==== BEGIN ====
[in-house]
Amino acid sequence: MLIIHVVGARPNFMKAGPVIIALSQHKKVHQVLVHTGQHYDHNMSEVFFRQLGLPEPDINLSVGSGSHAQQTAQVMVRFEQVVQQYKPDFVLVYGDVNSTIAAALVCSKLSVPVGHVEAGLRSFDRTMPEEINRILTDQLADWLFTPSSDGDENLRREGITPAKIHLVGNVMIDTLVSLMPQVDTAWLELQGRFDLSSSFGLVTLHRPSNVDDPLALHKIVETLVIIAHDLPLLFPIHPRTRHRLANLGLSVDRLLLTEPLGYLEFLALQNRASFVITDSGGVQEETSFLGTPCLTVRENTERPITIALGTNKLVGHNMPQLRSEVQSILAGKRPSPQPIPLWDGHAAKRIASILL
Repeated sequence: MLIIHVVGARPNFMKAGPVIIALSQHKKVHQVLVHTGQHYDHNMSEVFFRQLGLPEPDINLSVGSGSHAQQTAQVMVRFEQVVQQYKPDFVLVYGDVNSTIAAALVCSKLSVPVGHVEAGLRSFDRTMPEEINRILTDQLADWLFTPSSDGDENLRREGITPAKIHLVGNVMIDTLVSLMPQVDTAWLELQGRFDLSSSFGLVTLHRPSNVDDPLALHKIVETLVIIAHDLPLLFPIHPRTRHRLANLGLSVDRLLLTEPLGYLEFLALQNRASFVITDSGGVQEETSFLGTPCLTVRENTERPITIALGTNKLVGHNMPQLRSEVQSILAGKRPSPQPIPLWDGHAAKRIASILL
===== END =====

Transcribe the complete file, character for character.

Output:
[in-house]
Amino acid sequence: MLIIHVVGARPNFMKAGPVIIALSQHKKVHQVLVHTGQHYDHNMSEVFFRQLGLPEPDINLSVGSGSHAQQTAQVMVRFEQVVQQYKPDFVLVYGDVNSTIAAALVCSKLSVPVGHVEAGLRSFDRTMPEEINRILTDQLADWLFTPSSDGDENLRREGITPAKIHLVGNVMIDTLVSLMPQVDTAWLELQGRFDLSSSFGLVTLHRPSNVDDPLALHKIVETLVIIAHDLPLLFPIHPRTRHRLANLGLSVDRLLLTEPLGYLEFLALQNRASFVITDSGGVQEETSFLGTPCLTVRENTERPITIALGTNKLVGHNMPQLRSEVQSILAGKRPSPQPIPLWDGHAAKRIASILL
Repeated sequence: MLIIHVVGARPNFMKAGPVIIALSQHKKVHQVLVHTGQHYDHNMSEVFFRQLGLPEPDINLSVGSGSHAQQTAQVMVRFEQVVQQYKPDFVLVYGDVNSTIAAALVCSKLSVPVGHVEAGLRSFDRTMPEEINRILTDQLADWLFTPSSDGDENLRREGITPAKIHLVGNVMIDTLVSLMPQVDTAWLELQGRFDLSSSFGLVTLHRPSNVDDPLALHKIVETLVIIAHDLPLLFPIHPRTRHRLANLGLSVDRLLLTEPLGYLEFLALQNRASFVITDSGGVQEETSFLGTPCLTVRENTERPITIALGTNKLVGHNMPQLRSEVQSILAGKRPSPQPIPLWDGHAAKRIASILL